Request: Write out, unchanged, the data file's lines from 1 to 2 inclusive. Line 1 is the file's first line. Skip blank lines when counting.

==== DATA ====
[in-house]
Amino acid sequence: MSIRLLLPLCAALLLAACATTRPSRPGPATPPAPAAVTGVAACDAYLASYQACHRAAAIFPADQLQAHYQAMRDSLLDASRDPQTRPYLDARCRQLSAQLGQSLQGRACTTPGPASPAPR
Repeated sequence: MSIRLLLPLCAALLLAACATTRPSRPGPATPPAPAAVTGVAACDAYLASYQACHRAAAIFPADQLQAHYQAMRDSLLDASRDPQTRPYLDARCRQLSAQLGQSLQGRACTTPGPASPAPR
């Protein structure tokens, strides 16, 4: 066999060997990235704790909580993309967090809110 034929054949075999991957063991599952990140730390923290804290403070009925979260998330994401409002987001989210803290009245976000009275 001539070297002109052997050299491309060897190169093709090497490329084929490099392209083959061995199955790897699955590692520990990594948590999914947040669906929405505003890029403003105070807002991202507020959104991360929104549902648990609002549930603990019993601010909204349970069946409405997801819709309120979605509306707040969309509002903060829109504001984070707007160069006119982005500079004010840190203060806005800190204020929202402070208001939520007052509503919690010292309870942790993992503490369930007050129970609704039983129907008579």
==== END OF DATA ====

[in-house]
Amino acid sequence: MSIRLLLPLCAALLLAACATTRPSRPGPATPPAPAAVTGVAACDAYLASYQACHRAAAIFPADQLQAHYQAMRDSLLDASRDPQTRPYLDARCRQLSAQLGQSLQGRACTTPGPASPAPR